Monday, August 13, 2012

drought forces reductions in U.S. crop forecasts

NYTimes | With the nation’s worst drought in a half-century continuing to decimate crops, the government on Friday slashed its estimate of the soybean yield, made only a month ago, to the lowest level since 2003 and its estimate of the corn yield to the lowest level since 1995.

The smaller harvests will drive up prices for food and animal feed, analysts said. The prospects are also increasing pressure on the Obama administration to divert less corn to the production of the biofuel ethanol.

Agriculture Secretary Thomas J. Vilsack, visiting drought-stricken farmers in Nebraska on Friday, said that despite the reduced crop production, farmers are in better shape today than during the last major drought, in 1988.

“Last time only 25 percent of farmers had crop insurance, but this time over 85 percent are covered,” Mr. Vilsack said, noting that the government was still forecasting the eighth-biggest corn harvest ever.

But analysts warned of falling yields and spiking wholesale prices down the road. “It’s scary when you see the numbers out today,” said Terry Roggensack, an analyst at the Hightower Report in Chicago. “Unless there is normal weather and rain from here on out, I can easily see prices for corn and soybeans” rising 20 percent to 25 percent.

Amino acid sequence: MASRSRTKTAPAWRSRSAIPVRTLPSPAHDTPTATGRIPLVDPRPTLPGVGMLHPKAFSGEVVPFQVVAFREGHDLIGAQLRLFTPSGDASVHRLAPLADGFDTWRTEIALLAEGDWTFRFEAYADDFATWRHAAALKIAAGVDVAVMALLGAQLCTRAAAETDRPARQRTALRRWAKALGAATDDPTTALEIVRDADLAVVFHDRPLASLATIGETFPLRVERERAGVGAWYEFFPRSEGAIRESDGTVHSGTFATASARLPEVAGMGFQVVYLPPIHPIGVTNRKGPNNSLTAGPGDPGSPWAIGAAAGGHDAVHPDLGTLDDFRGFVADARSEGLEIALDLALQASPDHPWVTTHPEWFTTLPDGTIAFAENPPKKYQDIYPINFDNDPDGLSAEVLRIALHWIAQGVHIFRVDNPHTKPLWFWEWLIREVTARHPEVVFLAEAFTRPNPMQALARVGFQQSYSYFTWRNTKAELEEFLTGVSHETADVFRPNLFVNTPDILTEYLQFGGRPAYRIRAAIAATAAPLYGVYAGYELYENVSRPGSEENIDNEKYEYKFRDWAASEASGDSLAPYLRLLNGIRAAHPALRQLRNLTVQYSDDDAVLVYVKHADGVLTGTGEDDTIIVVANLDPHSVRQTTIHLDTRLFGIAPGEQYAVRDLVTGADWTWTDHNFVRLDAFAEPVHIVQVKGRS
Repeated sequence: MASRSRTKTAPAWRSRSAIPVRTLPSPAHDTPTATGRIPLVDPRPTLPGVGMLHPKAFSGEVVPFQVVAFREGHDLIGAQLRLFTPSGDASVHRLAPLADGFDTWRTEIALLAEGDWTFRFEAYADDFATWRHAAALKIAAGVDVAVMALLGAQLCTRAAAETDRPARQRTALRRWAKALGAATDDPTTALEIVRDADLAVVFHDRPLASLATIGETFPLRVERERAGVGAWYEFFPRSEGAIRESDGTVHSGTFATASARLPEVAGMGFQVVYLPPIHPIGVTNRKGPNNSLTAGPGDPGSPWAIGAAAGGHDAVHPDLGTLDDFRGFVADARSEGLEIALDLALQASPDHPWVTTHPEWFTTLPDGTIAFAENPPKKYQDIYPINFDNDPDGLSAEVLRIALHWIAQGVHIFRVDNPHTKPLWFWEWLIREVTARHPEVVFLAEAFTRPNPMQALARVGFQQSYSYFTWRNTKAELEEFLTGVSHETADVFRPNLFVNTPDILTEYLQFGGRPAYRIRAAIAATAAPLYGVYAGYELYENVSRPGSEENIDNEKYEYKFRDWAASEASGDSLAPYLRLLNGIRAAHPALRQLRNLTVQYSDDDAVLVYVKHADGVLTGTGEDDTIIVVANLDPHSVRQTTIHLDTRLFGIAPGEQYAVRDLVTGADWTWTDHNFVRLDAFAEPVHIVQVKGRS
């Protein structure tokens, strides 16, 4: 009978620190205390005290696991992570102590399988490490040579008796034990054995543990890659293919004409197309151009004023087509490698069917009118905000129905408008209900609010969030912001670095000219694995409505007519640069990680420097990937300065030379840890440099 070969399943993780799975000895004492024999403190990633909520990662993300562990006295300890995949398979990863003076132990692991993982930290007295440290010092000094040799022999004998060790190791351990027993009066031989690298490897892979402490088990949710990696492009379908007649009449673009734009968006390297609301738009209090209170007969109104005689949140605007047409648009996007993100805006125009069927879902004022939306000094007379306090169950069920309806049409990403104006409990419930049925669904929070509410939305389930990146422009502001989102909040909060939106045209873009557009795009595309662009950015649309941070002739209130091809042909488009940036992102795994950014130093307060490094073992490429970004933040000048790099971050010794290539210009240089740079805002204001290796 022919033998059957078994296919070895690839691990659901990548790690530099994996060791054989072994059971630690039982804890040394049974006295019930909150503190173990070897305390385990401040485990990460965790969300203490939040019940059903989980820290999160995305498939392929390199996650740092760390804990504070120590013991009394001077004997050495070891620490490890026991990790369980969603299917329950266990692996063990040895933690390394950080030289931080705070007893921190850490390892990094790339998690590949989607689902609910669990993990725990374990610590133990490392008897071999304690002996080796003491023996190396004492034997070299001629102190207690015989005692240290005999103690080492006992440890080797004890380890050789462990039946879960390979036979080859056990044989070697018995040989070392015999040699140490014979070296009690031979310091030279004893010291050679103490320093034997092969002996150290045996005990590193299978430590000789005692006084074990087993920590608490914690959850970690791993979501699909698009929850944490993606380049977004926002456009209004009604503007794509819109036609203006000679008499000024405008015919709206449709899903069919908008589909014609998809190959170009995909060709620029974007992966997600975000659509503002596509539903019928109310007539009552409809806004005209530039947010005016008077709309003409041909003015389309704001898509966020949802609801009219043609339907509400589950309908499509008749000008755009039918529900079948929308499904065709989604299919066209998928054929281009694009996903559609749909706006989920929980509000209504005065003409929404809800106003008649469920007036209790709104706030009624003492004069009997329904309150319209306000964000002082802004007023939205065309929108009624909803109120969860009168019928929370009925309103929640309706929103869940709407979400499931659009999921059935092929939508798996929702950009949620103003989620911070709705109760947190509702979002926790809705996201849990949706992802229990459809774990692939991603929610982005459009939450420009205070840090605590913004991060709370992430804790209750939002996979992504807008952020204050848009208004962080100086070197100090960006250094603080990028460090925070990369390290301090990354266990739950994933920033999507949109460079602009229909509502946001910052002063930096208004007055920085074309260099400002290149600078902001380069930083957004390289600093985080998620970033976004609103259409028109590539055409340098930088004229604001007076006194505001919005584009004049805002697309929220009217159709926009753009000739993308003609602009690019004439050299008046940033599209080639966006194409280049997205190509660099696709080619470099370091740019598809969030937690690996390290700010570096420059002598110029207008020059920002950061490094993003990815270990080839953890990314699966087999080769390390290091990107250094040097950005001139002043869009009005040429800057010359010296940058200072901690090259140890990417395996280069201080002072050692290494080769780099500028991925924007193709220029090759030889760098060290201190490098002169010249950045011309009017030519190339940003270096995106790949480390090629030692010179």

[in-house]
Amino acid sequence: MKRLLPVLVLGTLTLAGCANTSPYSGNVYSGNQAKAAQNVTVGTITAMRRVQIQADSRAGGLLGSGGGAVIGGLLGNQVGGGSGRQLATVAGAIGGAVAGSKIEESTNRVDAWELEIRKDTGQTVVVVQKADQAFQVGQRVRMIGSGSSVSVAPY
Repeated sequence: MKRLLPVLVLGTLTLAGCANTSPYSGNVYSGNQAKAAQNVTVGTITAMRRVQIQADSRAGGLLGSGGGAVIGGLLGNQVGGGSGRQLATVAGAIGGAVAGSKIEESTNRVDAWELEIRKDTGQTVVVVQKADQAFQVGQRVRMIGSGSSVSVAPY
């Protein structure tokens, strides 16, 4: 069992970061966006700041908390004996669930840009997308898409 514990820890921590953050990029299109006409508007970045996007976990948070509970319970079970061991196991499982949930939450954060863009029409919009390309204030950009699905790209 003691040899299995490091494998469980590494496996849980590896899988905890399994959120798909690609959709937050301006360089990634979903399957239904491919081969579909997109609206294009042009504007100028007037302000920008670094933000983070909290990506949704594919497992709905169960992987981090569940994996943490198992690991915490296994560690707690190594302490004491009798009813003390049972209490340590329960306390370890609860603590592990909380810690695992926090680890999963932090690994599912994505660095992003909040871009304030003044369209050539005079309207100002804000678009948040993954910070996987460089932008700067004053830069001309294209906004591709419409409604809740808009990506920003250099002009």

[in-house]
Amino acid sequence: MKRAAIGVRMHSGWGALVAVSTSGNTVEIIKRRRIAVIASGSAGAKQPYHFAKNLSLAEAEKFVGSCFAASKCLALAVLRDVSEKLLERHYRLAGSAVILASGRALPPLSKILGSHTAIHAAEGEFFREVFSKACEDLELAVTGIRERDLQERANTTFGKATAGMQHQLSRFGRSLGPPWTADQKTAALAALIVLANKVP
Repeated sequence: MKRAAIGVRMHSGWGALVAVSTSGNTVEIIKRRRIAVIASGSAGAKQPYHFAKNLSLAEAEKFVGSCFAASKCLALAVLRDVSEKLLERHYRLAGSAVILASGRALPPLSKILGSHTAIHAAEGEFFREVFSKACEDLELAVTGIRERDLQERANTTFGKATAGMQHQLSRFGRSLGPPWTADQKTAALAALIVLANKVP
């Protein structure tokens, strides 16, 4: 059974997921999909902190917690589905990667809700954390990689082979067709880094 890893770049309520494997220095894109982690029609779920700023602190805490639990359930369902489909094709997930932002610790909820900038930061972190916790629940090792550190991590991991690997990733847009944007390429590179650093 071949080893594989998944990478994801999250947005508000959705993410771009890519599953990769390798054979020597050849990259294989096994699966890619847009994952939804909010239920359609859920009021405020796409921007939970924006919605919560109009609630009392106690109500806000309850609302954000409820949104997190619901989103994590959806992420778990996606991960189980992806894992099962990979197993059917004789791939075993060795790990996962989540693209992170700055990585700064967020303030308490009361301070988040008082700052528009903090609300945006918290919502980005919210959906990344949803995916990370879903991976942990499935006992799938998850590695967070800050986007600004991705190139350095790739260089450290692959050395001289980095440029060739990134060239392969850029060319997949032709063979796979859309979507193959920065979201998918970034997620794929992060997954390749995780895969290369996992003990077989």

In the past month, as the country recorded the hottest month on record, the government lowered its production forecast for eggs, milk and pork. Beef production is expected to rise as ranchers cull more of their herds because of higher feed prices. But experts predict that the price of beef will not rise until next year as supplies tighten but feed costs continue to increase.

Last month, the Agriculture Department estimated that food prices would climb 3 percent to 4 percent in 2013. The overall economic effect in the United States, however, will be muted, given that American households generally spend only about 13 percent of their budgets on food and often elect to buy cheaper foods rather than pay higher prices.

On Friday, Capital Economics estimated that the rising food prices might knock 0.1 percent off the annual pace of economic growth.

Farmers in the hardest hit areas of the Midwest said that Friday’s report only confirmed what they already knew.

“We’ve lost 60 percent of our average production, if not 70,” said Nick Guetterman, president of the Johnson County Farm Bureau in eastern Kansas, who farms about 10,000 acres with his family. Mr. Guetterman said he expected crop insurance to cover his costs this year, but not much more. “You take what you get, that’s all you can do,” he said. “You go to church and pray.”


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